Survey: Fewer Men Are Paying for Sex

The Slatest
Your News Companion by Ben Mathis-Lilley
Nov. 3 2013 11:20 AM

Survey: Fewer Men Are Paying for Sex

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Men, wearing T-shirts, offer photo leaflets advertising call-girls in Las Vegas, Nevada

Photo by JEWEL SAMAD/AFP/Getty Images

The number of men willing to pay a professional for sex appears to be on the decline. At least that’s what a national representative survey seems to suggest, reports the Los Angeles Times. Some are skeptical, but the numbers are startling when compared to a few decades ago and the ease of finding sex for free online may be playing a role.

In the first half of the 1990s, the General Social Survey, a project of the research organization NORC at the University of Chicago, found that around 17 percent of men said they had paid or received money for sex. That number dropped to 13.2 percent between 2006 and 2012, when it hit a record low of 9.1 percent since the survey first began questioning nearly 11,000 men about the issue in 1991.

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Experts have said there are several factors that could explain the decrease, including the websites and smartphone apps designed to help people hook up and a decrease in the number of men who serve in the military, among others. But others say the numbers are misleading and men haven’t actually stopped paying for sex—after all, the Internet has also made it easier to hook up prostitutes with clients—they’re just more scared to admit it as the practice has become less socially acceptable over the years.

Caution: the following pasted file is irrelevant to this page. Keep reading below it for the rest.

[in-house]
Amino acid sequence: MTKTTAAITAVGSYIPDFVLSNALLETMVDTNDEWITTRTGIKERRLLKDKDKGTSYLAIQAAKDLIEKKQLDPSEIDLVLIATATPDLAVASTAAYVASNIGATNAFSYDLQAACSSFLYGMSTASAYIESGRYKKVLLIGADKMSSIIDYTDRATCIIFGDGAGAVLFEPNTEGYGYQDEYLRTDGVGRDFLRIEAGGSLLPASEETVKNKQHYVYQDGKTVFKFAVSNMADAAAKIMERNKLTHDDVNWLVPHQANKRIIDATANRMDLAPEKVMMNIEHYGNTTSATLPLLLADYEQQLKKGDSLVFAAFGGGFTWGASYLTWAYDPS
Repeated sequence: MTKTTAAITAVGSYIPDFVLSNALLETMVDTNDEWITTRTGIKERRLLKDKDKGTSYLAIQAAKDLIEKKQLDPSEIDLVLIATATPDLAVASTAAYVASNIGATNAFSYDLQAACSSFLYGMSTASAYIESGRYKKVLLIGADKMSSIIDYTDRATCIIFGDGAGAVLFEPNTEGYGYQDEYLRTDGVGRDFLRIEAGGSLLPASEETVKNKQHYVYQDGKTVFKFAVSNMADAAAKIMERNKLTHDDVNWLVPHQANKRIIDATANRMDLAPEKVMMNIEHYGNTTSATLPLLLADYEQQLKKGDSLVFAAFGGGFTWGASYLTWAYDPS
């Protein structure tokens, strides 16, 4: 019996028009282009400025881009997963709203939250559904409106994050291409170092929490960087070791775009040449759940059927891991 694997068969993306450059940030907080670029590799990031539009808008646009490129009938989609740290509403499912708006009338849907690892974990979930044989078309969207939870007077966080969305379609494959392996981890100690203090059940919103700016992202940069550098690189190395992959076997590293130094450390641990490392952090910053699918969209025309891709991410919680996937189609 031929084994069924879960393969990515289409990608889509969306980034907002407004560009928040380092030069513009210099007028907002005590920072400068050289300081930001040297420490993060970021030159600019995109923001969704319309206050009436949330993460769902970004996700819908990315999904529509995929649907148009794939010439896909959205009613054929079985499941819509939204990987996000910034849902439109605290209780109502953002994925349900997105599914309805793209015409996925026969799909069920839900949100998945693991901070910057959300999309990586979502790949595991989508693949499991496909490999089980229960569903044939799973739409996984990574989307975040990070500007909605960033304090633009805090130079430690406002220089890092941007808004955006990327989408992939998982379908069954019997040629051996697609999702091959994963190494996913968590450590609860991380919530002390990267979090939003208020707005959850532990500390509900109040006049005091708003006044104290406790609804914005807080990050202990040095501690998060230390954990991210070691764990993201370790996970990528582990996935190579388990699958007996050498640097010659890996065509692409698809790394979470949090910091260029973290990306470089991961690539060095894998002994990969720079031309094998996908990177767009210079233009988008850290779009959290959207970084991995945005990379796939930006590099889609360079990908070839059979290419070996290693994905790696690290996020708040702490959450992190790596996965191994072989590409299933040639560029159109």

Daniel Politi has been contributing to Slate since 2004 and wrote the "Today's Papers" column from 2006 to 2009. You can follow him on Twitter @dpoliti.

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